Trauma can affect the brain, and may possibly increase the risk for ADHD. Additionally, it may also impact the severity of ADHD-related symptoms in a person with ADHD. Conversely, a person with ADHD may be more likely to experience trauma and trauma-related symptoms. In fact, those with ADHD are likely to have co-occurring diagnoses with conditions like anxiety, depression, or PTSD.
Children or adults with ADHD may struggle with attention, concentration, keeping up with responsibilities, and maintaining social relationships. These difficulties may lead to others misunderstanding, ostracizing, or even punishing them. In other words, people with ADHD are often at increased risk for traumatic events like abuse or bullying. If a person with ADHD also struggles with emotional regulation, they may experience a more intense emotional reaction to this traumatic event. Over time, this can lead to PTSD.
Individuals with undiagnosed or unmanaged ADHD may also be at increased risk for chronic traumatic stress, as they may experience ongoing negative messaging and social rejection from people who do not understand ADHD. These experiences can result in low self-worth, low self-esteem, and reckless behaviors (e.g., high-risk sexual behaviors or substance use).
To summarize, trauma and ADHD can compound each other, as trauma can make ADHD symptoms worse and ADHD can increase the risk of traumatic experiences and trauma-related symptoms.
Management of ADHD and Trauma
Whether you are experiencing ADHD or trauma-related symptoms, it is important to create a solid foundation of self-care routines and coping strategies. By learning how to manage your emotions and soothe yourself, you can tackle whatever stressful experiences you may be facing in your everyday life, whether they are triggering your previous experiences or challenging your executive functioning skills. You can also practice mindfulness strategies and self-compassionate talk to help you walk yourself through difficult moments.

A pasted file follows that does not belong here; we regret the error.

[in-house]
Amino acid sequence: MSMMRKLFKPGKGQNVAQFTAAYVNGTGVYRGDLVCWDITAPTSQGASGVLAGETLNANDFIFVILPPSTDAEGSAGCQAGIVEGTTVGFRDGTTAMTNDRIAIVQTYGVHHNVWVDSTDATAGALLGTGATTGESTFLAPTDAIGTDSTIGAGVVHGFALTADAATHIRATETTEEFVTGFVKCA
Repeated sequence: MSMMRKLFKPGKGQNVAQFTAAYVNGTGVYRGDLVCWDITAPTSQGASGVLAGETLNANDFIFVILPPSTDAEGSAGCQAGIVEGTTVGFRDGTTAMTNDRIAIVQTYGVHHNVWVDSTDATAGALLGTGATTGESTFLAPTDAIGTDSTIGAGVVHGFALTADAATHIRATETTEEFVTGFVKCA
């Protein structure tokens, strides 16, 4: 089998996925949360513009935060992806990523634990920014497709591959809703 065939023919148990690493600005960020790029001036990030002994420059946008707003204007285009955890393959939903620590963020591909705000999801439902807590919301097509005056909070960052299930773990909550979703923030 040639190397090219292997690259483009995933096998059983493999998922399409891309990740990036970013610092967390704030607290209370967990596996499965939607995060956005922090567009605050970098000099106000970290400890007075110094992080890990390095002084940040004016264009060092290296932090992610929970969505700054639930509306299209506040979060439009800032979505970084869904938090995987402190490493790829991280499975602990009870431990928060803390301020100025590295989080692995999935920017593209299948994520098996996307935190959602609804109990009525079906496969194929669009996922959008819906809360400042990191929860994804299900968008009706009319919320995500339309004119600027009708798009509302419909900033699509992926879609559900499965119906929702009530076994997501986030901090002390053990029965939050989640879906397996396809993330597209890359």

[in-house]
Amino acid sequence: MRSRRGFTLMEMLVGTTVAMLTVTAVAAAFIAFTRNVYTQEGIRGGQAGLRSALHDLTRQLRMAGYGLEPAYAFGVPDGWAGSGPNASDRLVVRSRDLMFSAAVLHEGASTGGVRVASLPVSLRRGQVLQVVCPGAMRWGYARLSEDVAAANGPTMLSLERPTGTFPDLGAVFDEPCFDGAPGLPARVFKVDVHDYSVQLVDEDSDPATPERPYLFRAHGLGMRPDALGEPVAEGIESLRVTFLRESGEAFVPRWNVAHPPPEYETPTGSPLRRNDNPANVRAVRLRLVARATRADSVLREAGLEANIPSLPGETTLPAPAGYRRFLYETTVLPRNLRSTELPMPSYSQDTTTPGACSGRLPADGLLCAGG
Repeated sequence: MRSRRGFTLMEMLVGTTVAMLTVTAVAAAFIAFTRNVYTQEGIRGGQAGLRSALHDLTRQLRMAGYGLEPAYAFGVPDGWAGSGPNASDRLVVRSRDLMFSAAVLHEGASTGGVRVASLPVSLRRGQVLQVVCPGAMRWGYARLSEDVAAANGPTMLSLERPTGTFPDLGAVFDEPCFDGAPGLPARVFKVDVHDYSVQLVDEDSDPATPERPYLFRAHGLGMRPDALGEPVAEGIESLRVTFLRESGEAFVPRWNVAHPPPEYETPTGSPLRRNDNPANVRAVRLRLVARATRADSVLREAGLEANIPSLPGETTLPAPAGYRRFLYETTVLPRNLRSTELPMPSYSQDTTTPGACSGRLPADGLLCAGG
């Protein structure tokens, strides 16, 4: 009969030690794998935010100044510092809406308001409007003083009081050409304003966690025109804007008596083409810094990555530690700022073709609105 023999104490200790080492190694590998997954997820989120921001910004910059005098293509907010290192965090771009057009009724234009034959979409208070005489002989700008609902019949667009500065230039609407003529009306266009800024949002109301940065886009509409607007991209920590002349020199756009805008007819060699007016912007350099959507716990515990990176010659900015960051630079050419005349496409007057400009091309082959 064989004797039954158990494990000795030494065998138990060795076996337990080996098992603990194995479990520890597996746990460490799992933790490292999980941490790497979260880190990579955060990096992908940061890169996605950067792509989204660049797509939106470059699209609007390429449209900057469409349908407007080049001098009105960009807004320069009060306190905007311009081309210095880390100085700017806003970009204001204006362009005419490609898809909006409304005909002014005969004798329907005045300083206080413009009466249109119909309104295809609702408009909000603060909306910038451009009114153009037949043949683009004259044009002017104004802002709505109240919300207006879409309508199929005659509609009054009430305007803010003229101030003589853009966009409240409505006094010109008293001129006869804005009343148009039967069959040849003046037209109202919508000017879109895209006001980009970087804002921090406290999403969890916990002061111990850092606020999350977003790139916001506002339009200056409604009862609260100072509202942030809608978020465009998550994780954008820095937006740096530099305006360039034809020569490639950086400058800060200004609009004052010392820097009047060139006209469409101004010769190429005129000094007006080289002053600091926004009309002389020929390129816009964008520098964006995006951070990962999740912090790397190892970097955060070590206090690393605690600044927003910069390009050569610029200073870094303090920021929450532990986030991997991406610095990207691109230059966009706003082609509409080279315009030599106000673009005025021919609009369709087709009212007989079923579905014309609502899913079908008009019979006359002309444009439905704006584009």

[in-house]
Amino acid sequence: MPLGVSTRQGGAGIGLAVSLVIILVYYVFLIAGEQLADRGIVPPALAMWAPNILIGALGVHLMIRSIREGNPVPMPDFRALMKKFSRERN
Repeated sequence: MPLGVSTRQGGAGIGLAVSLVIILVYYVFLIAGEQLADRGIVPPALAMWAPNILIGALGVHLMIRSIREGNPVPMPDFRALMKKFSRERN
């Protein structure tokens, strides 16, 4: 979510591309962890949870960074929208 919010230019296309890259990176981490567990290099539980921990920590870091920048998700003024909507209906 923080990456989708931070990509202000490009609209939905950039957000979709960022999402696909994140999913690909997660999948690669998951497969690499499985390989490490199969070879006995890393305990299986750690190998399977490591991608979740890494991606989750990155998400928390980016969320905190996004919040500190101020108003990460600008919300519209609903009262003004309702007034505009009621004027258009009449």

Individualized Therapy for ADHD and Trauma
Whether you are dealing with ADHD, trauma, or both, you may find it helpful to seek professional support. A therapist can help you process your traumatic experiences, process your ADHD diagnosis journey, build executive functioning skills, and empower you to find the ways that you can best care for yourself. Yellow Chair Collective offers individual trauma-informed therapy as well as individual and group ADHD coaching to help you create the life that you want to live. Our psychotherapists can help you understand the emotional impact of having ADHD or experiencing trauma, and cope with your symptoms in daily life. We will work with you to develop plans to reach your goals.
Begin Working with A Trauma Therapist in Los Angeles, CA, and New York, NY
At our Los Angeles, CA, and New York City, NY-based therapy practice, we have many trauma-informed, neurodiversity-affirming therapists who can help you navigate these complex links between ADHD and trauma. For your added convenience and simplicity, we offer online therapy for anyone in the state of California or New York. We know that your mental health is important, and we want to help you work through whatever’s holding you back. Follow the steps below to begin.
- Fill out the contact form to get connected with us.
- Get matched with a skilled therapist.
- Start processing the ways that ADHD and trauma may be impacting you.
Other Services at Yellow Chair Collective
There are many options for treatment using online therapy in California and New York, it just depends on what you’re needing. And while we certainly service Asian American folks, we also work with individuals from other cultures, too. So, whether you’re needing support in overcoming anxiety, burnout, trauma, or PTSD, we can help. Likewise, we serve teens and couples in need of support, too. So when you start online therapy with us, you can bring your whole self, including past struggles, cultural impacts, and more.